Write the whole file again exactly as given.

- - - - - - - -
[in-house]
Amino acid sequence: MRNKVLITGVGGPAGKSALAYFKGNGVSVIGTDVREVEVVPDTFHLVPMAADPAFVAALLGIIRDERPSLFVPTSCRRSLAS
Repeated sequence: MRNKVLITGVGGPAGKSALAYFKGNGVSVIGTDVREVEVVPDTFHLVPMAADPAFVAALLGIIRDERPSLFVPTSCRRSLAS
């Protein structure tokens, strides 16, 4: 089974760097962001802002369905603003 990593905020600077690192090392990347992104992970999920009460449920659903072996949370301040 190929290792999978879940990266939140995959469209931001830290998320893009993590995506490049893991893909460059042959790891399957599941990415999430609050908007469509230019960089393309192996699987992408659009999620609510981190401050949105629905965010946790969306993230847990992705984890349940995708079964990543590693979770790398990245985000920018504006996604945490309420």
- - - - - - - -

[in-house]
Amino acid sequence: MRNKVLITGVGGPAGKSALAYFKGNGVSVIGTDVREVEVVPDTFHLVPMAADPAFVAALLGIIRDERPSLFVPTSCRRSLAS
Repeated sequence: MRNKVLITGVGGPAGKSALAYFKGNGVSVIGTDVREVEVVPDTFHLVPMAADPAFVAALLGIIRDERPSLFVPTSCRRSLAS
């Protein structure tokens, strides 16, 4: 089974760097962001802002369905603003 990593905020600077690192090392990347992104992970999920009460449920659903072996949370301040 190929290792999978879940990266939140995959469209931001830290998320893009993590995506490049893991893909460059042959790891399957599941990415999430609050908007469509230019960089393309192996699987992408659009999620609510981190401050949105629905965010946790969306993230847990992705984890349940995708079964990543590693979770790398990245985000920018504006996604945490309420």